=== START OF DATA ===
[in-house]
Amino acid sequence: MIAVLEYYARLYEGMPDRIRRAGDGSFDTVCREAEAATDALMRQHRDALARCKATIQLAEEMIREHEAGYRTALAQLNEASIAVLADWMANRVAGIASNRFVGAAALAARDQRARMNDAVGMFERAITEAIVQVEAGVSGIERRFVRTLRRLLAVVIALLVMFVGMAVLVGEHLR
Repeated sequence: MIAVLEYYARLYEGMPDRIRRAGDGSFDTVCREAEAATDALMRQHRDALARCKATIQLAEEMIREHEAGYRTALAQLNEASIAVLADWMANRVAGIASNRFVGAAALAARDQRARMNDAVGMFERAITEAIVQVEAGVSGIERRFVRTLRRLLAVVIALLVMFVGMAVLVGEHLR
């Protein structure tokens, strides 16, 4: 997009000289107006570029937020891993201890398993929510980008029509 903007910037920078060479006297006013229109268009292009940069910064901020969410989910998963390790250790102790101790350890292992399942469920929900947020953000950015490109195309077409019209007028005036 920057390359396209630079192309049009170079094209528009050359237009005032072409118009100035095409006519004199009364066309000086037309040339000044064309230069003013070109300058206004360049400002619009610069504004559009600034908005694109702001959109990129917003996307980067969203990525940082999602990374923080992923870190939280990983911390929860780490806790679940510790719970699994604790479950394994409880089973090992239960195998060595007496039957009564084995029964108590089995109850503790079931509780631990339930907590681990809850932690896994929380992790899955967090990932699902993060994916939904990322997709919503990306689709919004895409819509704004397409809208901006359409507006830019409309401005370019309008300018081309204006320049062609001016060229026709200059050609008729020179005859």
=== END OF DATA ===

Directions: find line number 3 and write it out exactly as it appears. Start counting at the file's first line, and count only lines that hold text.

Repeated sequence: MIAVLEYYARLYEGMPDRIRRAGDGSFDTVCREAEAATDALMRQHRDALARCKATIQLAEEMIREHEAGYRTALAQLNEASIAVLADWMANRVAGIASNRFVGAAALAARDQRARMNDAVGMFERAITEAIVQVEAGVSGIERRFVRTLRRLLAVVIALLVMFVGMAVLVGEHLR